Take Brian Thorson for example:
Standing 6-4 and weighing right around 290, the standout two-way player helped Millard North to a state championship runner-up finish this last season. It's almost old hat for Thorson as he and his group of Mustangs have been perennial competitors in the state-final game. Not bad, and for Thorson, who felt like there were certain aspects to his game he wanted to improve, he felt pretty good on that end, too.
"I guess it's like anyone, but I went into the summer just wanting to get bigger, faster and stronger, and I think I did that and it was a pretty good year," he said. "I played both ways full-time and I really think I took a couple of steps up as far as my play."
It's any young man's hope, who competes in athletics at the prep level, that he would get recognized for such. Not necessarily by awards and honors, but by what you might consider the ultimate compliment- a scholarship to play for a school.
Well, he got that, this coming from the University of South Dakota . Here in Nebraska , that might not seem like much, but to Thorsen and probably and most especially, his parents, that's not a bad deal at all. "It's a full ride. It's kind of hard to argue with that," Thorsen said. "And it's something to know that a school wants you bad enough to give you a free education to come and play football at their school."
Thorsen will be making a one-day visit this weekend to Nebraska , Brian expecting his visit to take place this Saturday. He's already been asked to walk-on, so this visit might be almost a moot point. Thorson has his hopes, though, because like anyone or most anyone in this state, he grew up seeing nothing but scarlet and cream himself. "Nobody is a bigger Husker fan than me and my family. I dreamt about playing there since I don't know when," Brian said. "But like I said, a full ride is a full ride and I know some may think that I should still go to Nebraska anyway, they aren't the ones who have to pay for it."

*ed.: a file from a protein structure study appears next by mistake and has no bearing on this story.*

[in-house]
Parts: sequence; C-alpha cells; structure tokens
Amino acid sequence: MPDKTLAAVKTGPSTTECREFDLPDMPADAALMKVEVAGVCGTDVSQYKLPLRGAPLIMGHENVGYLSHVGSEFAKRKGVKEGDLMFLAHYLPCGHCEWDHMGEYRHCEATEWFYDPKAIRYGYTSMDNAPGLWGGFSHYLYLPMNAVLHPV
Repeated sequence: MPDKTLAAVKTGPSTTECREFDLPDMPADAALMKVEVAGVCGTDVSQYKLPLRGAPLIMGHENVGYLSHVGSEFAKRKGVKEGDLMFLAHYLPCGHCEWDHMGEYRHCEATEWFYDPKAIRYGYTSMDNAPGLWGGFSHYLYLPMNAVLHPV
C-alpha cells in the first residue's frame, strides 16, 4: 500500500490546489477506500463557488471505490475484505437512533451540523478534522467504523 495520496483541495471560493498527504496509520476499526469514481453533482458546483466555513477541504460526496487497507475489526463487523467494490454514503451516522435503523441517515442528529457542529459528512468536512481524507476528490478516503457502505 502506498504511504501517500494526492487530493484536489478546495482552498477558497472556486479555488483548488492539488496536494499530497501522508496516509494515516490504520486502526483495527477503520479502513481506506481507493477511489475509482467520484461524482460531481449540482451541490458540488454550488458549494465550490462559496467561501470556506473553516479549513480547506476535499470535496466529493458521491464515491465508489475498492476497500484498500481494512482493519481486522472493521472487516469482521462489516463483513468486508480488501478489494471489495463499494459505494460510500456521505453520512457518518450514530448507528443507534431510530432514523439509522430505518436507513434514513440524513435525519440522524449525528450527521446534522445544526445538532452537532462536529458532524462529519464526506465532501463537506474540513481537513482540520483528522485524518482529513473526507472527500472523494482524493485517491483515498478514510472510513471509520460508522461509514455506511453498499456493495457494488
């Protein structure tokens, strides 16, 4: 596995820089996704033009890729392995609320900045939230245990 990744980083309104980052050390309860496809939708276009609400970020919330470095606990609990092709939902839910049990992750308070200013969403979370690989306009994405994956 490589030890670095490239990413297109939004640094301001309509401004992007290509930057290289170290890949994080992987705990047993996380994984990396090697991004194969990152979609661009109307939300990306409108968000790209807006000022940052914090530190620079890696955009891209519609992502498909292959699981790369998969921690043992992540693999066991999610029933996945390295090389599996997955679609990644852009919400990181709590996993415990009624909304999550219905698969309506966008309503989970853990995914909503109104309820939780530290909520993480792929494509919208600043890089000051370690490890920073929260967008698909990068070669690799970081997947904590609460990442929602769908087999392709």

The walk-on tradition is obviously historical at Nebraska . The list of famous walk-ons is long and the prestige of being a walk-on at Nebraska, or perhaps the prestige that used to be there, was such that some kids would indeed skip an offer from a perceived lower-tier school to take the opportunity to come out of that tunnel donning the helmet with the simple, but power "N" stenciled on the side.
That probably still is Thorson's dream, and part of that dream could be that he would visit Nebraska this weekend and they would better the offer of walking onto the team. We'll keep you up to date how it goes, but while some may not think much of South Dakota when it comes to the grand tradition of college football, this Millard North standout could have the opportunity to play football there and get his education for free.
I know I couldn't say that, and statistics show that the majority of kids who play high school athletics, can't say that either.
Thorsen thinks it's a pretty good deal. "It's a good program with good people and I get my education for free. It's hard to beat that," he said. "Sure, my dream was to play for Nebraska , but if that doesn't happen, this isn't a bad way to go. South Dakota thinks enough of me as a player to offer me a scholarship. That means a lot, to me and my family.